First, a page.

Law office confirms prior grievance was filed

The City of Boise cannot speak to anything regarding Jara's suspension, but a city spokesperson said in an email that "The city is currently reviewing the Office of Police Accountability’s practices and policies around monitoring body camera footage."

Dec. 2, Hepworth Law Offices announced it was hired to represent Jara and issued a response. The office cited a breach of contract by the City of Boise, retaliation concerns and "violations of law."

Hepworth, in the statement, called this a "calculated political stunt" and "defamatory."

It also says that Jara has filed a prior grievance with the city which KTVB has requested.

"Mr. Jara maintains he has acted with utmost diligence and integrity, and at all times has sought to restore public confidence in the City of Boise's institutions," the Hepworth Law Offices release said. "Mr. Jara looks forward to defending his honor and reputation when not bound by city policies regarding confidentiality."

Jara previously recommended to McLean in a memo from April the former BPD Chief Ryan Lee be placed on leave pending nine BPD staff complaints against him, but the city refrained until Lee was asked to resign in September. McLean told the Idaho Statesman at the time that Jara was "unauthorized" and out of scope regarding his recommendation to the mayor.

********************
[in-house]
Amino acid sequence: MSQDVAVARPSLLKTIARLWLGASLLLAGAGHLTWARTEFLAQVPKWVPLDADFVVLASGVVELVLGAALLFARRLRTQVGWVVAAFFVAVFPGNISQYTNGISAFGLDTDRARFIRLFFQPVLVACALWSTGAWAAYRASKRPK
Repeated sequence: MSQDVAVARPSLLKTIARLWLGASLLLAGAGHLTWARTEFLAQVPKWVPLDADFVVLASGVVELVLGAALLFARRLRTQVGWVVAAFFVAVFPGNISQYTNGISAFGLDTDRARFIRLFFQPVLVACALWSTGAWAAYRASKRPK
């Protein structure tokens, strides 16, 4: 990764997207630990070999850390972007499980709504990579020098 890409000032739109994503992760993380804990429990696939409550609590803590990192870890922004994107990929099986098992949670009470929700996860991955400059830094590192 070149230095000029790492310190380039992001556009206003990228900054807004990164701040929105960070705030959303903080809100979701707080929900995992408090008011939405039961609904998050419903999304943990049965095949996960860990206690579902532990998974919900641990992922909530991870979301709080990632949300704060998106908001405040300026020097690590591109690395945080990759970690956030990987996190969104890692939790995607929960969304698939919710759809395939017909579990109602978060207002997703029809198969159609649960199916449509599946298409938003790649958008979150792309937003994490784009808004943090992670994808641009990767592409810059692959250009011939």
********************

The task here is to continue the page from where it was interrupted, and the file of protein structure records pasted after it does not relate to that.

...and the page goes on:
In the Nov. 22 meeting, an OPA investigator is noted as saying, "we always make recommendations if we see something that we think could be done better."

 An ordinance that created the OPA in 2021 states, in regards to the scope of the office, "No person shall attempt to unduly influence or undermine the independence of the Director or any employee of the Office of Police Accountability in the performance of the duties and responsibilities set forth in this chapter. Any findings, recommendations, or requests made by the Office of Police Accountability shall reflect the views of the Office of Police Accountability alone."

Watch more Local News:

See the latest news from around the Treasure Valley and the Gem State in our YouTube playlist:

Before You Leave, Check This Out